The horrible truth is, life would not be very funny and filled with laughter if no one ever cried. And I am not just saying that because saying something is its own opposite is a cheap way of sounding wise. You honestly can’t be happy if you have never been sad. Nothing makes you appreciate what you have more than the experience of pain and loss. I call everything I write “humor” because I defend myself against the darkness with a wacky wit and an ability to laugh when I am in pain. Some of the funniest men who ever lived were creatures of great sadness. Robin Williams may have died of it.
And isn’t it true that the funniest movies are the ones that have at least one part of the story that makes you tear up? I have been avoiding Downton Abbey even though my wife loves it, because I knew it was good enough to make me cry… a lot. My wife makes fun of me when movies make me cry… or TV shows… or television commercials during the Superbowl. She grins at me while tears are gushing. And therein lies a connection between laughing and crying. At least somebody gets a laugh out of the pain from a sensitive heart.
So, you may have noticed that I confessed to avoiding Downton Abbey. But I must also confess that I gave in. She is watching every episode from the beginning in preparation for the final season coming up. She made me watch it with her. That goofy British soap opera set a hundred years ago is most definitely a comedy. It is a comedy of manners. Servants versus the upper class. Scheming footmen like Thomas Barrows are almost cartoon villains as they plot their nearly infinite schemes of advantage and subterfuge. You laugh when karma catches up to them, and they take a beating or lose their job. And yet, like soap opera villains of the past, they never stay defeated. Thomas found a coward’s way out of World War One and made his way back into the good graces of the Crawley family, achieving a higher rank in the staff than he had before. And Dame Maggie Smith as Dowager Lady Grantham is the scathing-est of wits, surprising us with her shallow upper-class prejudices one moment, and showing a depth of humanity and compassion the next. It is a comedy in that it plays off the soap opera form with exquisite self awareness. But it drops the bottom out from under your feet constantly. You fall directly into the tiger-traps of tragedy. I cried when favorite characters died, like when Lady Sybil unexpectedly dies in childbirth, and when Matthew Crawley is killed in a car accident immediately after the birth of his long-awaited son. When Valet John Bates goes to prison for murder though his first wife actually committed suicide, I became a fountain of gushing tears. I cried again when he got out of prison. I cried when his wife Anna was raped by a visiting lord’s valet. And as that part of the plot works itself out in the next few episodes, I’m sure I’ll cry again. My wife has been having a barrel full of belly laughs at my expense. But because I have struggled through the depths of personal pain with these characters, and love them like they were real people, I laugh all the harder at their wit and ready comebacks and ultimate victories. The only difference between a comedy and a tragedy is the comedy’s happy ending.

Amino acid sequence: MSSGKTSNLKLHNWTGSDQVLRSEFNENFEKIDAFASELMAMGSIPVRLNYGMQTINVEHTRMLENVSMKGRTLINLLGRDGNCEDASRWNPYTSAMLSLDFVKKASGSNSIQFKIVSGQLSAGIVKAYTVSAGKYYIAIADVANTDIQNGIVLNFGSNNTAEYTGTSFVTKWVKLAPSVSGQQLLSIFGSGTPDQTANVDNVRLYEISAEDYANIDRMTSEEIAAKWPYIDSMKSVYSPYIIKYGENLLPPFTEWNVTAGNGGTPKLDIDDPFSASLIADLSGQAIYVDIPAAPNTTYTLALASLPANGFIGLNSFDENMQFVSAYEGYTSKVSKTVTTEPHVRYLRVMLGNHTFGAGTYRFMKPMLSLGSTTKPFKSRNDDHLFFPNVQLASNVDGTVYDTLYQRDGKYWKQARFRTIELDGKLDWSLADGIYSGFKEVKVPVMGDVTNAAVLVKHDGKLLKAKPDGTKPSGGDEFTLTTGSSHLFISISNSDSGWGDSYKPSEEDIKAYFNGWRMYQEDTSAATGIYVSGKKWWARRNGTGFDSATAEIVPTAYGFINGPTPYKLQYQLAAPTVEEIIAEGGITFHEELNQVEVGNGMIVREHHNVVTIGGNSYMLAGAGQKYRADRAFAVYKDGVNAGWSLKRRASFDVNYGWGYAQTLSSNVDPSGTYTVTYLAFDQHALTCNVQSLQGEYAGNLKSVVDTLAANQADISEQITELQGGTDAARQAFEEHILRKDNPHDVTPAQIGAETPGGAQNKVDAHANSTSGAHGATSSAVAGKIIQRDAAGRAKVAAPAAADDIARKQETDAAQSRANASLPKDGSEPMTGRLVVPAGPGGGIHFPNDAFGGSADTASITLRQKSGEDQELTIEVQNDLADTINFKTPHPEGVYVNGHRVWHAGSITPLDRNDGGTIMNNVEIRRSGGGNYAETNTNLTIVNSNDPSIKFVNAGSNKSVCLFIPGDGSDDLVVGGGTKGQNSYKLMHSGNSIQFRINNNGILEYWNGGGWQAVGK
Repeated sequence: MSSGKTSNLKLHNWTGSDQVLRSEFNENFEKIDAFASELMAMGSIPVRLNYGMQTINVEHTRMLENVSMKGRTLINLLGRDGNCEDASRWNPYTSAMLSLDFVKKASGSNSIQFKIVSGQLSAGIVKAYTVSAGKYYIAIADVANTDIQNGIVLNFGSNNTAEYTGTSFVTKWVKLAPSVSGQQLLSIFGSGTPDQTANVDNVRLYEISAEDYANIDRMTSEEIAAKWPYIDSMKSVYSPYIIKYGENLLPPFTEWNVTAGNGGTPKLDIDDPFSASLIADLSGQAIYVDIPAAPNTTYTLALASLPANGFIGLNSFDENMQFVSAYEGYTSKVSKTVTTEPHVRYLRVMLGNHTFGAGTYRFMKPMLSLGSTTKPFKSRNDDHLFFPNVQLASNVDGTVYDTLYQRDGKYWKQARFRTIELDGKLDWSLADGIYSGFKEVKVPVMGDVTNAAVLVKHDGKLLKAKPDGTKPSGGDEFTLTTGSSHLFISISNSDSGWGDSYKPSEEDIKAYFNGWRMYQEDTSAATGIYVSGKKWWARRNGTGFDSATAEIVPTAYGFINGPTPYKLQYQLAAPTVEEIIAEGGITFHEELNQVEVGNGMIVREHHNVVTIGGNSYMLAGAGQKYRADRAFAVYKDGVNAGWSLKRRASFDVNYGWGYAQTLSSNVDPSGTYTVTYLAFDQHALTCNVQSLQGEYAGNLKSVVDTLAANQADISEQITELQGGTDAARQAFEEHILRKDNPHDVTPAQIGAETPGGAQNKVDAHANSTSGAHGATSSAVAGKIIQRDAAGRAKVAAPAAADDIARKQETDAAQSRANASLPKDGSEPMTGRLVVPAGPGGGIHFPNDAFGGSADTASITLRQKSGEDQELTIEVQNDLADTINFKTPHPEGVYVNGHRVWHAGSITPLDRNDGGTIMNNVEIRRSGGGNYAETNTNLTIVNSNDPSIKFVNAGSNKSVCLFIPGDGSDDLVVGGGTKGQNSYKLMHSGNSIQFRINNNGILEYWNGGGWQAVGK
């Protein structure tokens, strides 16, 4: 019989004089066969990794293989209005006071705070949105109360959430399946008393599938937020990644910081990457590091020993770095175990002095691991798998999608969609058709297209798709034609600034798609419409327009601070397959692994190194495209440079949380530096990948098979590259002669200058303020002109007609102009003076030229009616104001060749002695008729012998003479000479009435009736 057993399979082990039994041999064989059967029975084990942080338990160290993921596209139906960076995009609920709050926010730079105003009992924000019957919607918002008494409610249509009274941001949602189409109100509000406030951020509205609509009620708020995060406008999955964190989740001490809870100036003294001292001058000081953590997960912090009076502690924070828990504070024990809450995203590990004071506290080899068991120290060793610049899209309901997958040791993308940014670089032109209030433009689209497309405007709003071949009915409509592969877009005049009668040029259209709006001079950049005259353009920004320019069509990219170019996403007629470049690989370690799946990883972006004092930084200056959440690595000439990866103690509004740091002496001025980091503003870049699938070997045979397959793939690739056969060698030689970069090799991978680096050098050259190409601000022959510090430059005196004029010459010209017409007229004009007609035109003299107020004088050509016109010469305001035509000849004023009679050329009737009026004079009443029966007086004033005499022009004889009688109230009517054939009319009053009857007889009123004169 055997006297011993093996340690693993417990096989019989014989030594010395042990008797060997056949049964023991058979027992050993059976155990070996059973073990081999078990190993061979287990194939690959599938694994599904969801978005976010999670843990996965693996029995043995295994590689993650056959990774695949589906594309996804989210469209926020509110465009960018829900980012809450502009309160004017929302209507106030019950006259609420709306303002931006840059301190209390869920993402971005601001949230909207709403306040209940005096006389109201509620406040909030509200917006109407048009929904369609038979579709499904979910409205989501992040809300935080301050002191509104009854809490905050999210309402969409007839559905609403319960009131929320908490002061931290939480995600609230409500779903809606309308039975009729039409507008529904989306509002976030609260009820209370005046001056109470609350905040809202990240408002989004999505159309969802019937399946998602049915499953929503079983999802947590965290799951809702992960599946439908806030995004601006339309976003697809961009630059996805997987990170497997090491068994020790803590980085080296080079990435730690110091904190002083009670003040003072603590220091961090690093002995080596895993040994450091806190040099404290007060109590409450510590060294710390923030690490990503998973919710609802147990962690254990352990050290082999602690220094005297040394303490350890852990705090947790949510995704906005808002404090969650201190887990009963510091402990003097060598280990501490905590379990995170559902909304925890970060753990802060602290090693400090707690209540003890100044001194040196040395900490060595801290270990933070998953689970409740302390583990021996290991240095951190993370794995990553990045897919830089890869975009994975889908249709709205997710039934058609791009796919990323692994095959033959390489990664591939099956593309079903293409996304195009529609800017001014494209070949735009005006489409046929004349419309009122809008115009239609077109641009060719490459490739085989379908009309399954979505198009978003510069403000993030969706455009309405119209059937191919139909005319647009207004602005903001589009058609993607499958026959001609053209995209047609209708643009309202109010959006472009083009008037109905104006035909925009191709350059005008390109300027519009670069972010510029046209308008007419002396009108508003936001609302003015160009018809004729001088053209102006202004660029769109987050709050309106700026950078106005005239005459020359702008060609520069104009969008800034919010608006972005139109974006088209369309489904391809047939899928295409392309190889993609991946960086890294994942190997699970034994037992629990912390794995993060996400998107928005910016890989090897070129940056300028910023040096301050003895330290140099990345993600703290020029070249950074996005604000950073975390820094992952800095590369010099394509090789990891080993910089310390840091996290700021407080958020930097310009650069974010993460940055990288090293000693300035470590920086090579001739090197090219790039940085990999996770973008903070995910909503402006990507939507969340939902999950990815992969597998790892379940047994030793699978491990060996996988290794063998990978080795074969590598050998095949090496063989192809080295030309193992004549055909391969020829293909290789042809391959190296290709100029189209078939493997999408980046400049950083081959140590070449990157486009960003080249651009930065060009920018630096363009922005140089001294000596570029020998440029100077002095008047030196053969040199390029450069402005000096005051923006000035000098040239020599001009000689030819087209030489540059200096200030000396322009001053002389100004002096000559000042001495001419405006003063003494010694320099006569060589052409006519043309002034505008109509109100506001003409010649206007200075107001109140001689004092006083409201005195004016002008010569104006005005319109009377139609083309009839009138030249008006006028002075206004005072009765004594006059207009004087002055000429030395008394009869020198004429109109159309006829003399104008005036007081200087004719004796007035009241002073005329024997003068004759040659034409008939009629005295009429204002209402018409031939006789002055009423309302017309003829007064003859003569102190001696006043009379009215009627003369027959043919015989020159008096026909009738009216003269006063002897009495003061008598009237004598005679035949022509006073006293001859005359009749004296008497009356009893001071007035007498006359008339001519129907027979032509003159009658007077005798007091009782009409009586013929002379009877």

So I will continue to laugh and cry and call everything I write humor. Forgive me when I’m not so funny. And laugh with me sometimes, too. Even laugh at me… because that’s laughter too.